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The intriguing addition of Matt Canada, and what it could mean for the Steelers’ offense

The Pittsburgh Steelers hired Matt Canada to be their quarterbacks coach, but could there be more to it than that?

COLLEGE FOOTBALL: NOV 10 Maryland at Indiana Photo by Michael Allio/Icon Sportswire via Getty Images

I’ve been writing recently on how the Steelers might improve their struggling run game (links to that series are here). For the final installment, I had planned to focus on how the return of Ben Roethlisberger could help. But then, on Wednesday, the team announced they had hired former college coordinator Matt Canada as their new quarterbacks coach. Given Canada’s background, the specifics of his offense and his association with several current Steelers’ players and coaches, this hire has me intrigued. So, rather than focus on the return of Big Ben, I’m going to look at how the addition of Canada might affect the offense in general.

Canada’s resume is both long and impressive. He was a college quarterbacks coach and offensive coordinator for twenty-five years, beginning at Indiana in 1994 and including stops at Butler, Northern Illinois, Wisconsin, NC State, Pitt, LSU and Maryland. His 2012 Wisconsin offense, which featured future pro backs Melvin Gordon, Montee Ball and James White, hung 70 points on Nebraska in the Big 10 championship game and advanced to the Rose Bowl. At NC State he coached current Indianapolis quarterback Jacoby Brissett to two successful seasons that saw Brissett throw 43 touchdowns against just 11 interceptions. At Pitt, Canada’s offense averaged over 40 points a game with Nathan Peterman at quarterback. They beat 3rd-ranked Clemson 43-42, scored 42 points on Penn State and put up an absurd 76 against Syracuse. It was the most prolific scoring offense in Panther history. His work at Pitt earned him a nomination for the Broyles Award, given annually to college football’s top assistant coach.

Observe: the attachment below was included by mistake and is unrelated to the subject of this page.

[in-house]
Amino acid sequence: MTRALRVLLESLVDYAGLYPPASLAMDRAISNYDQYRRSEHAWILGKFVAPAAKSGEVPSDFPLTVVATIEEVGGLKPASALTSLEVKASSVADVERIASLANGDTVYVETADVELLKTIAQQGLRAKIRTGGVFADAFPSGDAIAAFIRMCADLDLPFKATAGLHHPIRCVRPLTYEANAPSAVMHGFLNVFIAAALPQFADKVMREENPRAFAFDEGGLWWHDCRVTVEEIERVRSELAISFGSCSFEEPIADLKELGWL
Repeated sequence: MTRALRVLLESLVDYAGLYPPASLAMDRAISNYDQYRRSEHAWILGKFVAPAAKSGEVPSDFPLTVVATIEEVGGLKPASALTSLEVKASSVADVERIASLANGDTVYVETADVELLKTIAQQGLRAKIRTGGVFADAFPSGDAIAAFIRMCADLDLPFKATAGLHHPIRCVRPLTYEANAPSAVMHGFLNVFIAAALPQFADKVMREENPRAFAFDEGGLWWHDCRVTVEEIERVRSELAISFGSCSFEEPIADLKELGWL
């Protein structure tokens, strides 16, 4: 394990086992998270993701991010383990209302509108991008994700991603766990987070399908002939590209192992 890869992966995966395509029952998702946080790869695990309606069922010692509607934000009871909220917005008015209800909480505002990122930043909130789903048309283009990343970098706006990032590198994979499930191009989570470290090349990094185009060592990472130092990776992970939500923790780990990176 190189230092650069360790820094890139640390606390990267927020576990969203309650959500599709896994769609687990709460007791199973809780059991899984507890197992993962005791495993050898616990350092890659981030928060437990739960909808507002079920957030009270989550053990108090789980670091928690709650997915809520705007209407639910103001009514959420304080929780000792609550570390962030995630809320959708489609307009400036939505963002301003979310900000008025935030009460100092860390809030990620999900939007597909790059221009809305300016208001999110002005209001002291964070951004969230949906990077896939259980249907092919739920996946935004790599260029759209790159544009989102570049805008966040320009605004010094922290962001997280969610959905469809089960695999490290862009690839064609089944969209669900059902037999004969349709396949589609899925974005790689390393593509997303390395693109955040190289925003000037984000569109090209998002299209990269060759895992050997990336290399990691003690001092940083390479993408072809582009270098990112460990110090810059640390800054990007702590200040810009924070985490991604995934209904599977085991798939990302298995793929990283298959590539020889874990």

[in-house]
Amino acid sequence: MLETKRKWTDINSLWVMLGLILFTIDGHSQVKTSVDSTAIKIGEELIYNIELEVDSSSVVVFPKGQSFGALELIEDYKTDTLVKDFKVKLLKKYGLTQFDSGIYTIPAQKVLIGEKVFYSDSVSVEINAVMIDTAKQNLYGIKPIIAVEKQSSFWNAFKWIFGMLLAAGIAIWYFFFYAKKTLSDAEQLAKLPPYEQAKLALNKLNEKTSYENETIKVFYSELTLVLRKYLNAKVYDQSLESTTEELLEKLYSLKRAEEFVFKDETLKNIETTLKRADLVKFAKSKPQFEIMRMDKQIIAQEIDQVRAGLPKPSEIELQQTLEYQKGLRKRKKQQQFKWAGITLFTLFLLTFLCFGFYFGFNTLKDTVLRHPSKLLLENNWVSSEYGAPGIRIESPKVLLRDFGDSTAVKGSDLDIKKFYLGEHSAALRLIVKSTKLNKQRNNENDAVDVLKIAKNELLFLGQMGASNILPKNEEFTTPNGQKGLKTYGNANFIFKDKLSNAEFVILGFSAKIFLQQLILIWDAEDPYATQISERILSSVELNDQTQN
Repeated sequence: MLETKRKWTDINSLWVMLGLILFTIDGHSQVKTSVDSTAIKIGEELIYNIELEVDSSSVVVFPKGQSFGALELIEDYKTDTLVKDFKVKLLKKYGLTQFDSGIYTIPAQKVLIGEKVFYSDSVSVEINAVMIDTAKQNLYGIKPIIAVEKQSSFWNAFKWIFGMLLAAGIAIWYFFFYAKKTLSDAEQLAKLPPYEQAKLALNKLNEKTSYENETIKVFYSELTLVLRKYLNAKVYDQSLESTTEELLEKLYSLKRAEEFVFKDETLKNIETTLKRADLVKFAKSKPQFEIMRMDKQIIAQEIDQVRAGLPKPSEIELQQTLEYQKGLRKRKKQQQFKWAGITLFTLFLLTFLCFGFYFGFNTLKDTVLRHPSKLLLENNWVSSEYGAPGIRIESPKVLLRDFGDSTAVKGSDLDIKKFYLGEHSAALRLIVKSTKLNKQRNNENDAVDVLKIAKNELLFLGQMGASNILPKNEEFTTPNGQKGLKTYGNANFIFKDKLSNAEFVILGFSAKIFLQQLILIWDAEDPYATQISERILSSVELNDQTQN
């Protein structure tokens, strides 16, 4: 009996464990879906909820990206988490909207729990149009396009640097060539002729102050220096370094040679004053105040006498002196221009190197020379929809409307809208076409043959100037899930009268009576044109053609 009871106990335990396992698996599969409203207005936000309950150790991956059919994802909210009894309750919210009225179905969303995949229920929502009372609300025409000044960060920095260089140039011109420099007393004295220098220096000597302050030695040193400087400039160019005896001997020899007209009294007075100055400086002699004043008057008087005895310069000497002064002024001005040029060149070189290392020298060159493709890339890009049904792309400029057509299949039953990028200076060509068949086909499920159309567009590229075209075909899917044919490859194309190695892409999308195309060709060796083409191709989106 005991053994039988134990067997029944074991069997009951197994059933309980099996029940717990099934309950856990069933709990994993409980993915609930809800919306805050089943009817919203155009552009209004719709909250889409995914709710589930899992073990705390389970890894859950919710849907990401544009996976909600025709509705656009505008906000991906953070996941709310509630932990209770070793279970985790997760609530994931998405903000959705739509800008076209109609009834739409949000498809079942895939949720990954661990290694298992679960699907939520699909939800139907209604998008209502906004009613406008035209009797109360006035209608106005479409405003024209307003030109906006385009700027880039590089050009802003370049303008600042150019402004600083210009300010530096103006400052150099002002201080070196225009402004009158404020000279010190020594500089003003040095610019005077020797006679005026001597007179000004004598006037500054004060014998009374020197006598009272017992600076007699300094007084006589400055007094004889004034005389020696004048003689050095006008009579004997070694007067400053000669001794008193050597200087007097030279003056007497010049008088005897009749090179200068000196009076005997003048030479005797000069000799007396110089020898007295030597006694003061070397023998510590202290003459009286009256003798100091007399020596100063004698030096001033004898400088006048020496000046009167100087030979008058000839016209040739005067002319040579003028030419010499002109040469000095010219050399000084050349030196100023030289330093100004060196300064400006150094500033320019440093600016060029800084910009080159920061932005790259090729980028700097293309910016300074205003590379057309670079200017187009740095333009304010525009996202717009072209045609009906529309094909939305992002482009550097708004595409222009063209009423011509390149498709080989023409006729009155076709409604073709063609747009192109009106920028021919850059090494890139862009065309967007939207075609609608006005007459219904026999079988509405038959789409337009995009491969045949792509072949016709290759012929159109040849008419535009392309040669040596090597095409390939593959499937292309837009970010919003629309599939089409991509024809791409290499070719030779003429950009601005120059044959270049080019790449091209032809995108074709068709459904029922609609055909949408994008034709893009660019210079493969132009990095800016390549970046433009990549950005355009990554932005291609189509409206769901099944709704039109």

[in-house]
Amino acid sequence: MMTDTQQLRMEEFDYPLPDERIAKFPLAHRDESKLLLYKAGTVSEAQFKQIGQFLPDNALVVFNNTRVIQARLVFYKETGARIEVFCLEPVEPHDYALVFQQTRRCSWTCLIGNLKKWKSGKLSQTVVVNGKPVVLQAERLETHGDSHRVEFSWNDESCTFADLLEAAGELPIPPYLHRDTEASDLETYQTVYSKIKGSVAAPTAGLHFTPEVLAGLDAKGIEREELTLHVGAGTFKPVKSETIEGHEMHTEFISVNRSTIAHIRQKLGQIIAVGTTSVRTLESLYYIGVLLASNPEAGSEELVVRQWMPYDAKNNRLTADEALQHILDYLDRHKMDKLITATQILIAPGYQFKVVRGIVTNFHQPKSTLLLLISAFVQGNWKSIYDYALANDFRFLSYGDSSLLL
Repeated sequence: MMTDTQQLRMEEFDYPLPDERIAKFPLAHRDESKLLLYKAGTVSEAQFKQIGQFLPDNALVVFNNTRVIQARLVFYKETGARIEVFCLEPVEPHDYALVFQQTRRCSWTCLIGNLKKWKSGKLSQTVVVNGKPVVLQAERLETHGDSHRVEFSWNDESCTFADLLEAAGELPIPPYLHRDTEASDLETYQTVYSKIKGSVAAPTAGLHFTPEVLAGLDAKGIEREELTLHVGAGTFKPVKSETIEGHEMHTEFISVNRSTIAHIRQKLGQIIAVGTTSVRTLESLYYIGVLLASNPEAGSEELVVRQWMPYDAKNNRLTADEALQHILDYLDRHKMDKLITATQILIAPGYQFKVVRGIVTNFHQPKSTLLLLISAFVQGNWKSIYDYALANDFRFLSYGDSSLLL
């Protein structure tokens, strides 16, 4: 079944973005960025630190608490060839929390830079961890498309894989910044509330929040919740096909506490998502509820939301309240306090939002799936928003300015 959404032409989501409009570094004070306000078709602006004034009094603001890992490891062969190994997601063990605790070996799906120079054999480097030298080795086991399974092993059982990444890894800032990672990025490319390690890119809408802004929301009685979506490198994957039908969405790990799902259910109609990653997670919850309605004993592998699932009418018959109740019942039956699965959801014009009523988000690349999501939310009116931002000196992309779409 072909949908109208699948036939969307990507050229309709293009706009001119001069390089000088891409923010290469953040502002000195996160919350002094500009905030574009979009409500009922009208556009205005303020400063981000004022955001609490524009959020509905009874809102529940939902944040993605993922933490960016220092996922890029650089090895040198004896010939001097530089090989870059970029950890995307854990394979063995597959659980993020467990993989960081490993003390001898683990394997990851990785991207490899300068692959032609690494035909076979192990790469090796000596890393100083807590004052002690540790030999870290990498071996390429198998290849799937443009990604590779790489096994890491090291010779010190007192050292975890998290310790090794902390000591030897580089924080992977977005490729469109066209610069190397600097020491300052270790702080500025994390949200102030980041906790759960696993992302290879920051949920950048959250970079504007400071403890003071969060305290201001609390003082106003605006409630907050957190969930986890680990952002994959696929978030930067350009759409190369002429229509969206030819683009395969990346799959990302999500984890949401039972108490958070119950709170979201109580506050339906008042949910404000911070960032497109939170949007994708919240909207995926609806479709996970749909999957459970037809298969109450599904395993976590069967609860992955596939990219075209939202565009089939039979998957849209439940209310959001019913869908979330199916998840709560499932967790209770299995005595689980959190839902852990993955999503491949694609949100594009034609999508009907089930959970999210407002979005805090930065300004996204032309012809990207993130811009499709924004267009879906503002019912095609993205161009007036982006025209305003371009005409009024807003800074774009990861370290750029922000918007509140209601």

Canada is not without his controversies, however. In 2017, Ed Orgeron hired him to run the offense at LSU. Canada and Coach O had a quick falling out, resulting in a buyout after one season and an odd non-disclosure agreement prohibiting all sides from discussing the issues that arose. Canada was quickly hired by Maryland, and less than a month into his first (and only) season there, found himself enmeshed in a scandal that resulted in the firing of head coach DJ Durkin. This resulted in Canada being elevated to the position of interim head coach, where, despite leading the Terrapins to a win over 15th-ranked Texas and a 51 point outburst in a near-shocking upset of Ohio State, he was let go.

So, what do we make of Matt Canada? Is he the offensive innovator who, in this article from Sports Illustrated, was credited with devising many of the schemes Andy Reid incorporated into his prolific Chiefs’ offense? Or is he the guy with a reputation as a malcontent who had seven jobs in nine years before finding himself out of football in 2019? Quite possibly, Canada is both. Whether he can assimilate to whatever role the Steelers’ define for him and stick around long enough to have an impact remains to be seen. One thing is certain, however: Matt Canada knows offense, and his schemes are compelling.

Let’s take a look at some of what Canada has done and how it might impact the Steelers in 2020.

One quote from the Sports Illustrated article about Canada stands out for its potential relevance in Pittsburgh:

“I love his offenses,” says Chris Doering, an ex-Florida receiver, radio host and SEC Network analyst. “In terms of creativity, the shifts and motions and eye candy stuff, it puts defenses in a bind.”